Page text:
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February 3, 2005

Hanging up her Hard hat – Facilities Management’s Guzman to Retire

As Ana Guzman, associate vice chancellor of Facilities Management, retires this spring, one thing that could be said about her 25-year tenure is that she is well-traveled. No, we’re not talking about vacations or leaving her native home of Argentina.

Guzman has traversed 13.6 miles of sidewalks and walkways, 12 miles of underground utilities, 66 buildings with 6.8 million gross square feet of building space – and that’s just the Pittsburgh campus.

“Most people don’t realize how big of an organization this is,” said Guzman, who will retire May 1. “Pitt is the biggest or one of the biggest real estate managers in western Pennsylvania.”

She manages our surroundings on a scale that is inconceivable to the average Pitt denizen: Everything from the air we breathe in campus buildings to the supply of electricity to power our computers to the construction of Biomedical Science Tower 3 to the red velvet carpets of impatiens in the Cathedral of Learning’s flower beds. She oversees about 500 employees including carpenters and other trades people, engineers and maintenance workers. And that’s just one of her jobs – she’s really an architect who has devoted her career to the aesthetics of all five Pitt campuses.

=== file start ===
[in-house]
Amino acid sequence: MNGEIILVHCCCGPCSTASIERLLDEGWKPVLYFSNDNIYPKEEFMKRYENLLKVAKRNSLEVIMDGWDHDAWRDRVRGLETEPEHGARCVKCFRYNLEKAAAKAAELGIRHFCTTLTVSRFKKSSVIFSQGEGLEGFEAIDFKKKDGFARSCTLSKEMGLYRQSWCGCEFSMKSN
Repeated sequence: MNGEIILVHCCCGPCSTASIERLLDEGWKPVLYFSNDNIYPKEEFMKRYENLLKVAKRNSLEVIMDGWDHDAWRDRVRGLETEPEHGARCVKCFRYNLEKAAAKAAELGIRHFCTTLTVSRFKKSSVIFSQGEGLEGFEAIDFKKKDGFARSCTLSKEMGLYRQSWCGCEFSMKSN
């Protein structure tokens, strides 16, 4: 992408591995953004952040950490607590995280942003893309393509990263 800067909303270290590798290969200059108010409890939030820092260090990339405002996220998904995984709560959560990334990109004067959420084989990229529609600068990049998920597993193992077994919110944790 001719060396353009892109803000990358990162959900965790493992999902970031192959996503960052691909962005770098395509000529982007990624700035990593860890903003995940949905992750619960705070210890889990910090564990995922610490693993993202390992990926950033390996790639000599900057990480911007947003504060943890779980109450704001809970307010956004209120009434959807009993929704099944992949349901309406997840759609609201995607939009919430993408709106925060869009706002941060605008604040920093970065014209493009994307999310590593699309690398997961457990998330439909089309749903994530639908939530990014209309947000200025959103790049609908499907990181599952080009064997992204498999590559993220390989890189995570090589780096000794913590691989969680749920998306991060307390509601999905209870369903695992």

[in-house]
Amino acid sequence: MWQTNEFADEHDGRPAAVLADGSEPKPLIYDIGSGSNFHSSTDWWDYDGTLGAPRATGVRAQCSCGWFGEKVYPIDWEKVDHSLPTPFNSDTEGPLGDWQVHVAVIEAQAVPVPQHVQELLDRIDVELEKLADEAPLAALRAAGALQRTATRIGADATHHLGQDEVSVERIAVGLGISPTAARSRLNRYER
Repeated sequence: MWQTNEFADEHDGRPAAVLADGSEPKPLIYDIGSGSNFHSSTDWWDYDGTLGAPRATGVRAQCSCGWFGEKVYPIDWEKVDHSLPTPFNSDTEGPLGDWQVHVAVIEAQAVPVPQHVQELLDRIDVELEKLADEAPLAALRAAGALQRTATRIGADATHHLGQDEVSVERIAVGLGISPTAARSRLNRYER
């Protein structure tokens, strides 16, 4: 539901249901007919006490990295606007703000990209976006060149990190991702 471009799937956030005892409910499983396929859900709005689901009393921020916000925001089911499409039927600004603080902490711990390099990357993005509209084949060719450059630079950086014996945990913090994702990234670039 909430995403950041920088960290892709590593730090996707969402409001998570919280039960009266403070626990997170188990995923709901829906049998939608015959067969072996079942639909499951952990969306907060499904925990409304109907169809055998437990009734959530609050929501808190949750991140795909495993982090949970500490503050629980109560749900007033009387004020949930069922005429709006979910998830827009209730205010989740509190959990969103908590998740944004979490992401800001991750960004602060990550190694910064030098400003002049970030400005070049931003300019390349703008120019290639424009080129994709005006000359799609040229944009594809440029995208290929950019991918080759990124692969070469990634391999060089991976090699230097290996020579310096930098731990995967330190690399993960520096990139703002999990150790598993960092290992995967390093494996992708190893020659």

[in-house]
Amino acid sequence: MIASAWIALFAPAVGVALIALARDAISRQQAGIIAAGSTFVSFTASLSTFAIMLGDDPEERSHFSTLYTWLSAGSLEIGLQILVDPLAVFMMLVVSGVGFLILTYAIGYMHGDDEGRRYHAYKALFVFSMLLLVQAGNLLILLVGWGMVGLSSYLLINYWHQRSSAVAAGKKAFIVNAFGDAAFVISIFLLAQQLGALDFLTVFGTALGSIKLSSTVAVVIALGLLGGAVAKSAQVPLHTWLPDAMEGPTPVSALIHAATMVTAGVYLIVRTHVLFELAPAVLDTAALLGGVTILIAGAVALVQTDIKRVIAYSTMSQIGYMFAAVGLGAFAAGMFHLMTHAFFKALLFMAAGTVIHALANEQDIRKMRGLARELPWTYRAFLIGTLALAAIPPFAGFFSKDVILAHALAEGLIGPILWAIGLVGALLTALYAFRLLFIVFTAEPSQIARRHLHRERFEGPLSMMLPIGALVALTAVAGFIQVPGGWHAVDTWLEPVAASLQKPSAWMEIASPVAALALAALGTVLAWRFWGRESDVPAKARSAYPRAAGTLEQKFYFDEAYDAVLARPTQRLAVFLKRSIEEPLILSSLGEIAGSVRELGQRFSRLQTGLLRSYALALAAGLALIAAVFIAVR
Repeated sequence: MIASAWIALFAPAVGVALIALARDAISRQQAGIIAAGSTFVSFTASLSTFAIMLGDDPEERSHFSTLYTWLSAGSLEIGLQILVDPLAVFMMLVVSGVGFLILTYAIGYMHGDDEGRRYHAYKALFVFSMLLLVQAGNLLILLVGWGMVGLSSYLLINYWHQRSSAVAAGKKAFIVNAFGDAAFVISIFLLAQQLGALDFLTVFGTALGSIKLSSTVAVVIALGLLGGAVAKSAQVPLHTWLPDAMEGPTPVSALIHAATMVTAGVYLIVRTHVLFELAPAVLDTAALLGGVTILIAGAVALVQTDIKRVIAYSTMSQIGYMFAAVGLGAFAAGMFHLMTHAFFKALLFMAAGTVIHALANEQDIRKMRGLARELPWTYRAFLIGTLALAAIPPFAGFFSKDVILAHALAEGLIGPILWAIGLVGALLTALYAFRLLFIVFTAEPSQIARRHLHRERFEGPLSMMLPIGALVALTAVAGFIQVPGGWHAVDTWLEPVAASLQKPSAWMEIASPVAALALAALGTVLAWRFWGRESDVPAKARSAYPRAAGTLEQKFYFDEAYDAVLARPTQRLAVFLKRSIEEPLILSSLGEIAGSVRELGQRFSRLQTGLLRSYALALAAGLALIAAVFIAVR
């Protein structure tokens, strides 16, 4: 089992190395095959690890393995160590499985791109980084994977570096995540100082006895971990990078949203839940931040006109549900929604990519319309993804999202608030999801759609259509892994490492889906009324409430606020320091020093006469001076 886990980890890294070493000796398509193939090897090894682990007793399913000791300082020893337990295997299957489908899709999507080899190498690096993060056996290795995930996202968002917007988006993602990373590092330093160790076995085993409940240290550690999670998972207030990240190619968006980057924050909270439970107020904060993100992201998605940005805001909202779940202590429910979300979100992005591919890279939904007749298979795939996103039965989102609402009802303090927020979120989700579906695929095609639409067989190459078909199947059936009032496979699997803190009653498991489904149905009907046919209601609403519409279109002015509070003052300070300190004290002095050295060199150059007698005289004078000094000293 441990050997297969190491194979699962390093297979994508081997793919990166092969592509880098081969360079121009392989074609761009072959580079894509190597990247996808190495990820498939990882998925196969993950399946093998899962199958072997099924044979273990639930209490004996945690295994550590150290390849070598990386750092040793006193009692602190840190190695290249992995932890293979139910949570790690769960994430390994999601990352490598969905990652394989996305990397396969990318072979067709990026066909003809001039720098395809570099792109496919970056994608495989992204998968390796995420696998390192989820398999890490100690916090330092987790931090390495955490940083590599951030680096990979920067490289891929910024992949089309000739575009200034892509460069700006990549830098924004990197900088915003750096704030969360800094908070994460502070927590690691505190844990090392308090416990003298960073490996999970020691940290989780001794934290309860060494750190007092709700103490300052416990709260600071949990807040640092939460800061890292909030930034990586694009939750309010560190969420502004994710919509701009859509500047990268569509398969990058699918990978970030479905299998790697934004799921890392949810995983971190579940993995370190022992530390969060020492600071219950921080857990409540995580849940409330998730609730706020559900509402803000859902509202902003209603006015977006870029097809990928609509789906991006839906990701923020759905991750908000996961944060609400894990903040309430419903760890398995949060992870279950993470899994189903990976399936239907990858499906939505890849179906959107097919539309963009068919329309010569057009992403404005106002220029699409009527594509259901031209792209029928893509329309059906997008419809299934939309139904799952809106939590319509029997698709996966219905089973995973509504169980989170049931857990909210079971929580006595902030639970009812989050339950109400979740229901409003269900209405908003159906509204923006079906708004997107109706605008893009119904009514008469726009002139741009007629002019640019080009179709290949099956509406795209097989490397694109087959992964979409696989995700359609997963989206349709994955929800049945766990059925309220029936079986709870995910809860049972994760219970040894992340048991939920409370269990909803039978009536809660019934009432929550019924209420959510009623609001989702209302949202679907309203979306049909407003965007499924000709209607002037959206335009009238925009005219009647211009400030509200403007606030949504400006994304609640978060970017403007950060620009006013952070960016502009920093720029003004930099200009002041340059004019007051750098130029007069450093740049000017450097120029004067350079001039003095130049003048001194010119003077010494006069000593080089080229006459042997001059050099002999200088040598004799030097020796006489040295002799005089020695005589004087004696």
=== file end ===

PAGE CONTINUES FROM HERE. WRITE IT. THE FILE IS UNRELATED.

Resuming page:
Guzman’s professional success transcends the University campuses: She was the first female to join the national Association of University Architects and first woman to be elected to the organization’s presidency.

She has excelled in a profession where women were far and few between, especially in the male-dominated labor hotbed of western Pennsylvania. But she wasn’t expecting that scenario when she came to Pittsburgh in 1967 with her husband, Alberto Guzman, an engineer in material science who had secured a researcher position at Mellon Institute, and two young children.

“I decided to go to work right away,” Guzman said. “I had a degree in architecture and I didn’t want to lose the training.” She also wanted to learn the English language better. Guzman landed a part-time job with John Schurko and Associates, a Downtown architectural firm that specialized in university architecture and state-funded projects.

She was one of four women architects in Pittsburgh. “I was shocked because when I earned my architecture degree in Argentina, about 40 percent of the students who graduated with the same degree were women. It was normal there for a woman to be an architect.”

Shock turned into determination, then acclimation for Guzman. “People were surprised to see a woman in this field, but when they realized what my job was and that I could do it well – I didn’t have a bad experience. I always felt welcome at job sites and have never shied away from job sites. I have never put the issue of being a woman ahead of being a professional or a manager.”